Learning sign language is an invaluable skill that you can use in a variety of situations, such as teaching your baby how to sign before they can speak, or if you want to communicate with someone who has experienced hearing loss. Unlike verbal languages that can take years to become fluent in, learning sign language is significantly easier.
With a few free online lessons, you’ll be proficient in the alphabet, common words and phrases, and greetings in no time. Plus, if you stick with it a little bit longer and participate in a few more tutorials, you’ll become fluent in sign language before you know it.
Don’t let the slightly confusing website layout scare you away. This is the official website for American Sign Language University, and it has a lesson for every aspect of sign language that you would ever want to learn. It also has quizzes, fingerspelling practice, and numbers practice. The format is set up just like a college class because it is an actual college class, but you get to enjoy the privilege of taking it for free.
Start ASL's user-friendly website has many different options for people wanting to learn sign language, from “I want to learn ASL online with student interaction and no ads” to “I want to learn baby sign language.” You can fully customize your experience and take online lessons, look up the ASL dictionary, find an ASL tutor, and even learn more about deaf culture, history, and the science behind hearing loss.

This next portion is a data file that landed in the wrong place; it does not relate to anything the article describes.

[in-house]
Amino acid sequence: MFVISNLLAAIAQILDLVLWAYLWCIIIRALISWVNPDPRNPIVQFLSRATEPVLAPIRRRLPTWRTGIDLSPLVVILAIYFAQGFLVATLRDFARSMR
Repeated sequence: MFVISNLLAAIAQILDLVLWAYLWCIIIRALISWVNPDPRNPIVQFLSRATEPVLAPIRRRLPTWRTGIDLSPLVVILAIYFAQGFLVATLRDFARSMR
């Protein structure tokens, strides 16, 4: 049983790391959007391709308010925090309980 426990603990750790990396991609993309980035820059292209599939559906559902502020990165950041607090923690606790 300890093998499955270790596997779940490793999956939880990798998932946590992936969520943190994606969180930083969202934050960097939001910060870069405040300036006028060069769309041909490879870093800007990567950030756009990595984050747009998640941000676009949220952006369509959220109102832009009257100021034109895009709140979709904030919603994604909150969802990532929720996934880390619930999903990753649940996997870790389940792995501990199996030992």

The web design on ASL Pro isn’t the greatest, but it works for what you want to accomplish: learning sign language. On this website, you can watch video dictionaries, practice your skills, take quizzes, and you can even learn sign language in other languages besides English, such as German, Italian, and French. This site also has a mobile version, so you can easily practice your ASL skills on-the-go.
Sign Language 101
Visually appealing Sign Language 101 starts you off on the right foot with a “Sign Language ABC’s” video lesson, then you can scroll down and choose from a number of different, exciting video lessons about gestures and body language, everyday signs and common phrases, hobbies, and more. Their lessons are free, but they do accept donations that go towards supporting St. Jude Children’s Hospital.
Handspeak has quite a few options to get started, like “ASL Dictionary,” “Learn ASL,” “Phrases,” and “Sign Writing.” The best starting point is going to be under the “Learn ASL” tab, which takes you to a page full of mini-lessons, tutorials, and some frequently asked questions. It even has the option for you to look into face-to-face lessons, if that is something you are interested in.